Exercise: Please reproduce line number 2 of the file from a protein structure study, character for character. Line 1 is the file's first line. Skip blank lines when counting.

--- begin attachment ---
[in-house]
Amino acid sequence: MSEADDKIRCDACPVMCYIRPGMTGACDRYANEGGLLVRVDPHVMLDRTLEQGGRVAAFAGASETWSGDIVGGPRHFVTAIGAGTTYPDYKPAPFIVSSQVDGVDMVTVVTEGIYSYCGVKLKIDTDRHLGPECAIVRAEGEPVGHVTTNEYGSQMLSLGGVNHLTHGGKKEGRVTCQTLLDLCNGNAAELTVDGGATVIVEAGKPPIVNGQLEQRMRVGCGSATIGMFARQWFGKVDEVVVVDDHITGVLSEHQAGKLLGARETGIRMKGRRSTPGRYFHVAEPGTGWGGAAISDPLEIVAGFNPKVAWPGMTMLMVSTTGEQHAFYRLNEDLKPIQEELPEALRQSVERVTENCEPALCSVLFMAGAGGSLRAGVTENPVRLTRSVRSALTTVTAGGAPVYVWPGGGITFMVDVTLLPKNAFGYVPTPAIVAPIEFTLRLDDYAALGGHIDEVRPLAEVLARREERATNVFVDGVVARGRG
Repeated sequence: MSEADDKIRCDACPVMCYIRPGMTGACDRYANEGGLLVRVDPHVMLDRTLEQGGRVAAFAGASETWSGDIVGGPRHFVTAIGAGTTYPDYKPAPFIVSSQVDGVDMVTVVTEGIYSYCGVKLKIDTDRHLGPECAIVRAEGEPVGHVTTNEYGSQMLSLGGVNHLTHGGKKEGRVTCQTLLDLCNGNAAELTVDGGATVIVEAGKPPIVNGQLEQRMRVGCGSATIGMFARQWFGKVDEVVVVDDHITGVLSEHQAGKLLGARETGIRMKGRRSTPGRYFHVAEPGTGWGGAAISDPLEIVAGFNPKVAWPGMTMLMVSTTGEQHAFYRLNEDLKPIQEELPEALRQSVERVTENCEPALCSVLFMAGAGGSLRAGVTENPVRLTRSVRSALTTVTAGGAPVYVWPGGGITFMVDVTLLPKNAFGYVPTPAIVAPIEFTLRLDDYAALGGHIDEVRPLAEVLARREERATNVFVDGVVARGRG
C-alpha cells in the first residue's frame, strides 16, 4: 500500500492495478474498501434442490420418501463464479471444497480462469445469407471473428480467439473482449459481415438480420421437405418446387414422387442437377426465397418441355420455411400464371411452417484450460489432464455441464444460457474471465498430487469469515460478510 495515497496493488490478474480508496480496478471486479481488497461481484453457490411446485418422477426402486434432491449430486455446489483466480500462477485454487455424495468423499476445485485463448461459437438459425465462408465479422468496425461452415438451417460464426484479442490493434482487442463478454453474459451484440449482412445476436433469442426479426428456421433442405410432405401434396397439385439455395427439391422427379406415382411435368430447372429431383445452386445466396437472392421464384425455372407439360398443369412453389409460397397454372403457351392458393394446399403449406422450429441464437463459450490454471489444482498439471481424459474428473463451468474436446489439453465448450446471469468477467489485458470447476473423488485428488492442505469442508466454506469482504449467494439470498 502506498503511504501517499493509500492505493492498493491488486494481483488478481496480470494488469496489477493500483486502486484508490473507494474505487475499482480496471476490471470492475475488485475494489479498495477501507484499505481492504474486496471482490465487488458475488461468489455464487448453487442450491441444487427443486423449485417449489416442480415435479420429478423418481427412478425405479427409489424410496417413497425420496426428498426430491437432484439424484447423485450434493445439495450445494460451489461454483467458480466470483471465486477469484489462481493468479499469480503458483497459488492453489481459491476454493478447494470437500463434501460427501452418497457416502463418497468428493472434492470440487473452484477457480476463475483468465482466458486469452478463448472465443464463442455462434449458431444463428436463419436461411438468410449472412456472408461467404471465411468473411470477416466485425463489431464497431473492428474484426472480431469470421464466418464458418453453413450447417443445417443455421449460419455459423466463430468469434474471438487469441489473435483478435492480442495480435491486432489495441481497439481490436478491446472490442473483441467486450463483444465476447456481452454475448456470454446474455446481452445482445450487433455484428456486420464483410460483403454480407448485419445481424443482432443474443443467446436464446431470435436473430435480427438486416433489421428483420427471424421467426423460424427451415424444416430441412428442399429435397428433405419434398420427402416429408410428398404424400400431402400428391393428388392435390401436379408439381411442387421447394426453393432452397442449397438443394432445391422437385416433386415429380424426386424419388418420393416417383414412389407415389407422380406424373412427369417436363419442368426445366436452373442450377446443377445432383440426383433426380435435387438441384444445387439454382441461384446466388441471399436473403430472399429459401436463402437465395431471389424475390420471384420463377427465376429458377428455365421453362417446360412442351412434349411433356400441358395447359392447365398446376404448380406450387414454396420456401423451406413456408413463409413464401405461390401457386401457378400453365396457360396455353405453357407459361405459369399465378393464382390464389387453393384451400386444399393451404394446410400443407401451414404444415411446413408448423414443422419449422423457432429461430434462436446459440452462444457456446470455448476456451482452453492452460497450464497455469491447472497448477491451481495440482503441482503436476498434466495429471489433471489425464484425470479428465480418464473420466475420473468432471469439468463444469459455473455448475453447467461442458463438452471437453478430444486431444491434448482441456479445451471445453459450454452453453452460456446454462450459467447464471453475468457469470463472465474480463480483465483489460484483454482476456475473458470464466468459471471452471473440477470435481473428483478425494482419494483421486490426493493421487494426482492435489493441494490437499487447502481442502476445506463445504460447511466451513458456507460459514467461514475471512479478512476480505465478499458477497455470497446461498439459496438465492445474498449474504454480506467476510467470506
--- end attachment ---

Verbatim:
Amino acid sequence: MSEADDKIRCDACPVMCYIRPGMTGACDRYANEGGLLVRVDPHVMLDRTLEQGGRVAAFAGASETWSGDIVGGPRHFVTAIGAGTTYPDYKPAPFIVSSQVDGVDMVTVVTEGIYSYCGVKLKIDTDRHLGPECAIVRAEGEPVGHVTTNEYGSQMLSLGGVNHLTHGGKKEGRVTCQTLLDLCNGNAAELTVDGGATVIVEAGKPPIVNGQLEQRMRVGCGSATIGMFARQWFGKVDEVVVVDDHITGVLSEHQAGKLLGARETGIRMKGRRSTPGRYFHVAEPGTGWGGAAISDPLEIVAGFNPKVAWPGMTMLMVSTTGEQHAFYRLNEDLKPIQEELPEALRQSVERVTENCEPALCSVLFMAGAGGSLRAGVTENPVRLTRSVRSALTTVTAGGAPVYVWPGGGITFMVDVTLLPKNAFGYVPTPAIVAPIEFTLRLDDYAALGGHIDEVRPLAEVLARREERATNVFVDGVVARGRG